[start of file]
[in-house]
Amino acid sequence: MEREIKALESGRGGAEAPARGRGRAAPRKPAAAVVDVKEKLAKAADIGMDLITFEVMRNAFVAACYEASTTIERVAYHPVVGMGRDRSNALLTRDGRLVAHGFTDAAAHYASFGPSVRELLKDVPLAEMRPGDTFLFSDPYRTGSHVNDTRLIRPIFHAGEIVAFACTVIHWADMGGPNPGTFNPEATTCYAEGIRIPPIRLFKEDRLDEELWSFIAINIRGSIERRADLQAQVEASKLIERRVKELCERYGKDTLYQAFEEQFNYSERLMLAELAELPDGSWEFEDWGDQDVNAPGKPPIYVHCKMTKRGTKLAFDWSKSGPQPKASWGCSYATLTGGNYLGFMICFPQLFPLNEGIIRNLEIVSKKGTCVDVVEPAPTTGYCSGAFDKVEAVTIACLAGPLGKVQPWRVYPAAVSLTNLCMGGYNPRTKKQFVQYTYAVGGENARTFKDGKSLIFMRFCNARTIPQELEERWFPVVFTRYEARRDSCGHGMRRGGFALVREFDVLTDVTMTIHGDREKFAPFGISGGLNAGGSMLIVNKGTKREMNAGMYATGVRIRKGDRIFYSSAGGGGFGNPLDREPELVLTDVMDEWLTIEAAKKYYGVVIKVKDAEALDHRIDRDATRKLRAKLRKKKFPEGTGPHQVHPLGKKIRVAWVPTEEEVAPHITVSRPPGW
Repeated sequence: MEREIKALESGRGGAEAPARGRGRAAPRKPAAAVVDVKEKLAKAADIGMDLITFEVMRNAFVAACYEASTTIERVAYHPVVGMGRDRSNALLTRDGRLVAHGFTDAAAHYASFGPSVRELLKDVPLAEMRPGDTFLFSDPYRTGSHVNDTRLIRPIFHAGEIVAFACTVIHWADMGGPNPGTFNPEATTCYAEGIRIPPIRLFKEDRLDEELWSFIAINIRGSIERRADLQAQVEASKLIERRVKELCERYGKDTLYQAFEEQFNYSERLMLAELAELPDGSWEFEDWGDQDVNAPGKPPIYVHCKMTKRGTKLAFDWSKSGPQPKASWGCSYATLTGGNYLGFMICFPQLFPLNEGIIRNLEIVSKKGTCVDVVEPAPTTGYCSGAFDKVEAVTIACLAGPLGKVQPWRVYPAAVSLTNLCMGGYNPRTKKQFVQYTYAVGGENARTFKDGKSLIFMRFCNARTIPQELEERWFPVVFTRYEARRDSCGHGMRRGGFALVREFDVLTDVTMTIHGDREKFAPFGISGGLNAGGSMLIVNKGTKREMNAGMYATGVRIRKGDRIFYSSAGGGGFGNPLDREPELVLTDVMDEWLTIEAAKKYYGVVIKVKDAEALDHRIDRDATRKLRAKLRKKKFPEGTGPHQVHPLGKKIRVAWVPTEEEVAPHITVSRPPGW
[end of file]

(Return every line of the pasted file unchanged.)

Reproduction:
[in-house]
Amino acid sequence: MEREIKALESGRGGAEAPARGRGRAAPRKPAAAVVDVKEKLAKAADIGMDLITFEVMRNAFVAACYEASTTIERVAYHPVVGMGRDRSNALLTRDGRLVAHGFTDAAAHYASFGPSVRELLKDVPLAEMRPGDTFLFSDPYRTGSHVNDTRLIRPIFHAGEIVAFACTVIHWADMGGPNPGTFNPEATTCYAEGIRIPPIRLFKEDRLDEELWSFIAINIRGSIERRADLQAQVEASKLIERRVKELCERYGKDTLYQAFEEQFNYSERLMLAELAELPDGSWEFEDWGDQDVNAPGKPPIYVHCKMTKRGTKLAFDWSKSGPQPKASWGCSYATLTGGNYLGFMICFPQLFPLNEGIIRNLEIVSKKGTCVDVVEPAPTTGYCSGAFDKVEAVTIACLAGPLGKVQPWRVYPAAVSLTNLCMGGYNPRTKKQFVQYTYAVGGENARTFKDGKSLIFMRFCNARTIPQELEERWFPVVFTRYEARRDSCGHGMRRGGFALVREFDVLTDVTMTIHGDREKFAPFGISGGLNAGGSMLIVNKGTKREMNAGMYATGVRIRKGDRIFYSSAGGGGFGNPLDREPELVLTDVMDEWLTIEAAKKYYGVVIKVKDAEALDHRIDRDATRKLRAKLRKKKFPEGTGPHQVHPLGKKIRVAWVPTEEEVAPHITVSRPPGW
Repeated sequence: MEREIKALESGRGGAEAPARGRGRAAPRKPAAAVVDVKEKLAKAADIGMDLITFEVMRNAFVAACYEASTTIERVAYHPVVGMGRDRSNALLTRDGRLVAHGFTDAAAHYASFGPSVRELLKDVPLAEMRPGDTFLFSDPYRTGSHVNDTRLIRPIFHAGEIVAFACTVIHWADMGGPNPGTFNPEATTCYAEGIRIPPIRLFKEDRLDEELWSFIAINIRGSIERRADLQAQVEASKLIERRVKELCERYGKDTLYQAFEEQFNYSERLMLAELAELPDGSWEFEDWGDQDVNAPGKPPIYVHCKMTKRGTKLAFDWSKSGPQPKASWGCSYATLTGGNYLGFMICFPQLFPLNEGIIRNLEIVSKKGTCVDVVEPAPTTGYCSGAFDKVEAVTIACLAGPLGKVQPWRVYPAAVSLTNLCMGGYNPRTKKQFVQYTYAVGGENARTFKDGKSLIFMRFCNARTIPQELEERWFPVVFTRYEARRDSCGHGMRRGGFALVREFDVLTDVTMTIHGDREKFAPFGISGGLNAGGSMLIVNKGTKREMNAGMYATGVRIRKGDRIFYSSAGGGGFGNPLDREPELVLTDVMDEWLTIEAAKKYYGVVIKVKDAEALDHRIDRDATRKLRAKLRKKKFPEGTGPHQVHPLGKKIRVAWVPTEEEVAPHITVSRPPGW